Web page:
The can of ShinDigger Session looked really pretty sitting on the shelves in Cozzi & Boffa. Nestled in amongst 500ml cans from world renowned breweries, I had to add one to the Advent Beer pile.
I cracked the can and whoomfff, a beguiling cornucopia of hop aromas shot out. They dissipated quickly, but first impressions were good. After a gentle pour, leaving a suitable amount in the can, it sat, an ever so slightly hazy, amber in the glass. The compact head, just off white, slowly sinking into the limpid liquid.
Keen to get a bit more of that initial aroma burst, I eagerly stuck my nose in the glass. I wouldn’t go as far as to say there was bitter disappointment. It did feel, however, that the vast majority of the aroma escaped the moment the can was opened.
It’s not that it had nothing on the nose, it did, what aromas were left were just rather subtle. If I described it as slightly peachy orange, with undertones of dank. Would that be Pretentious? Incorrect? Total bollocks? Is it an oxymoron to describe hop aroma as both subtle and dank?
My wife, who is far better at this nonsense than I am, didn’t get any orange. Pineapple and tropical was her opinion, she also agreed with the dank undertones. When I mentioned peach, she suggested that she could see where I was coming from.
In the mouth, it was relatively soft, no tooth enamel stripping bitterness here. It was bitter though, but mostly back loaded, with the aftertaste leaving a pleasing bitter marmalade type tang. It wasn’t particularly citric though, no real orange, grapefruit, or any other citrus fruit of note.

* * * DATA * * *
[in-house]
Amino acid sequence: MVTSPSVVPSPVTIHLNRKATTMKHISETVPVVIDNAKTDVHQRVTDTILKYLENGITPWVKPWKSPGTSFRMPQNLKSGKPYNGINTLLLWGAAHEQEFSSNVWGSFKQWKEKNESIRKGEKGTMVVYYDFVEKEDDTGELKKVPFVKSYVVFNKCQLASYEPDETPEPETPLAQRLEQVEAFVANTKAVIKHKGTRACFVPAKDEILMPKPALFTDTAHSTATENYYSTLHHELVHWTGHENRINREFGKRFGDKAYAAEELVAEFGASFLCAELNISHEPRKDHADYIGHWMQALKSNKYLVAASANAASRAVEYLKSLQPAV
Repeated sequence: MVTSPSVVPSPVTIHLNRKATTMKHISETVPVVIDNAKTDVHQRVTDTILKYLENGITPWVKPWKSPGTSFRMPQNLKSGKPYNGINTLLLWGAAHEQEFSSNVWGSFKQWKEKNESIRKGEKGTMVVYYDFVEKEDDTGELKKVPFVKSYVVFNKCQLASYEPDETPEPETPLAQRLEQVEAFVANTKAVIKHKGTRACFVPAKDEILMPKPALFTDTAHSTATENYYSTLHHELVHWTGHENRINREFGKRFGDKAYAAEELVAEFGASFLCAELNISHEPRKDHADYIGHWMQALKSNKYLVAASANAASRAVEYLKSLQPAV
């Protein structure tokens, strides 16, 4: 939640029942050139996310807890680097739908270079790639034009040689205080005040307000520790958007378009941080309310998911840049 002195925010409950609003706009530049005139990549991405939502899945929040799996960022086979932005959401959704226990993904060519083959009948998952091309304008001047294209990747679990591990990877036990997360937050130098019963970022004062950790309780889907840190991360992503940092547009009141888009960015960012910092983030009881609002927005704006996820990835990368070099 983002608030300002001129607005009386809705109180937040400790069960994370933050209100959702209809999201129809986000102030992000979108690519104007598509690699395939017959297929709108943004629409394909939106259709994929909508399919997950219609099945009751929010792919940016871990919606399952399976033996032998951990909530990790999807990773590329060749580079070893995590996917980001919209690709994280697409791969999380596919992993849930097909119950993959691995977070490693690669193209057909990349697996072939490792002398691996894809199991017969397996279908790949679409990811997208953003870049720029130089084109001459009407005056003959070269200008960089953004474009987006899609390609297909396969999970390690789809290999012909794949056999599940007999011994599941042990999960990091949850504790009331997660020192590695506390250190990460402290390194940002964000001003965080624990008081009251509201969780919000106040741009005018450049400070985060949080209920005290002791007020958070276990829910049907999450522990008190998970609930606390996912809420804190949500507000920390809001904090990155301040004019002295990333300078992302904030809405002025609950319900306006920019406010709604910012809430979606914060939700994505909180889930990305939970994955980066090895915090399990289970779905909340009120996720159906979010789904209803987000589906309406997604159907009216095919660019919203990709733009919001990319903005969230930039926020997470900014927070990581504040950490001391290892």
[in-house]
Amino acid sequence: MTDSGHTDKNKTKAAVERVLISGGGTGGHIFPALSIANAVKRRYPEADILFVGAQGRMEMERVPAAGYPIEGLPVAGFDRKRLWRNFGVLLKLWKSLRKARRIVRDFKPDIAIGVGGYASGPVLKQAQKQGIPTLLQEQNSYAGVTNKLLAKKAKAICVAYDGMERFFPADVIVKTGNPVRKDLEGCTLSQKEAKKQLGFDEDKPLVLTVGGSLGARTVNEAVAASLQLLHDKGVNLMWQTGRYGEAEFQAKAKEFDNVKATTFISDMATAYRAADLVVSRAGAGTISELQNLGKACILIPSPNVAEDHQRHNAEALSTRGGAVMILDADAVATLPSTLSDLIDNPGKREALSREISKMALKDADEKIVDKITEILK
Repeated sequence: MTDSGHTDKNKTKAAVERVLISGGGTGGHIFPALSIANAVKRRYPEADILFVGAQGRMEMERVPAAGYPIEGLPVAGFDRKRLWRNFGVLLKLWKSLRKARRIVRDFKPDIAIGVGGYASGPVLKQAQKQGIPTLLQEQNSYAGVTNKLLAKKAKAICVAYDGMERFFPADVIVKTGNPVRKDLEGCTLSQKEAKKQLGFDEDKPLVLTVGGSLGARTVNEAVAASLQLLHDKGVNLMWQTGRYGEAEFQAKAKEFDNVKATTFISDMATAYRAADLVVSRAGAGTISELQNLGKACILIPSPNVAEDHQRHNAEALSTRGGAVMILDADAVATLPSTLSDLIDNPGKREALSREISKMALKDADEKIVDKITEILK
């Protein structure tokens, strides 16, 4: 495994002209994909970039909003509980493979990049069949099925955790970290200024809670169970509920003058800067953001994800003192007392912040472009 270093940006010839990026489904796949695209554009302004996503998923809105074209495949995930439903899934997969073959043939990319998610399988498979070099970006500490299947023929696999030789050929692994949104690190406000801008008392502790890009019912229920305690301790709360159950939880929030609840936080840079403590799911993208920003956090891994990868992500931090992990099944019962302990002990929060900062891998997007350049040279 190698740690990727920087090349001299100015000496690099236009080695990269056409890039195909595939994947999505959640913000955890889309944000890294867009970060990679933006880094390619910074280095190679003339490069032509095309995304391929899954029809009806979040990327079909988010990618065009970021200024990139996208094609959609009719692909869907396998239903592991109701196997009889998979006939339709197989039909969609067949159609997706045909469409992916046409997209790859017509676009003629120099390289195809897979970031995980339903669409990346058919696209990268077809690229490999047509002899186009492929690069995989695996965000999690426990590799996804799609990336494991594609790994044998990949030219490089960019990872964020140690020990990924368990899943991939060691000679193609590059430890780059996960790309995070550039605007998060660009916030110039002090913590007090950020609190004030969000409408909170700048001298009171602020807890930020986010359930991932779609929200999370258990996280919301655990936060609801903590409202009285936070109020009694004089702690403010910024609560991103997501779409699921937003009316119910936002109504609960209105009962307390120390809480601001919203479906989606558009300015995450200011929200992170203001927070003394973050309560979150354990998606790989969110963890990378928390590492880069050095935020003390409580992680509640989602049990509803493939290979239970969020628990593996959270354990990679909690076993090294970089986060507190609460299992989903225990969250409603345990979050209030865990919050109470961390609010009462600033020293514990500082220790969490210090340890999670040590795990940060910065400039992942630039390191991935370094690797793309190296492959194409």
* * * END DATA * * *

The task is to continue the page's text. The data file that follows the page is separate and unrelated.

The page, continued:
I could see where my wife was coming from with her pineapple and tropical comments. Think subtle pineapple cubes and you wont be far off. Although pineapple cubes slathered in peaches, would be closer to the mark. It wasn’t that there was anything distinct though, the flavours were mostly muddled together, rather than being easily identifiable. At least for my duff palate.
It was an intriguing beer, that didn’t reveal all its charm in one go. Flavours and bitterness grew gently, mouthful by mouthful. Gentle, is probably a good word to describe this beer. There’s no brashness, no shouting, just subtle layers of flavour, that gently win you over.
The fact that it was in a 500ml can and that the can was printed, was great, it really looked the part. It would probably be better when drunk without trying to analyse every mouthful though, just enjoying it for what it is. I really quite enjoyed it, and wouldn’t hesitate to buy another; I imagine it could be quite good from keg.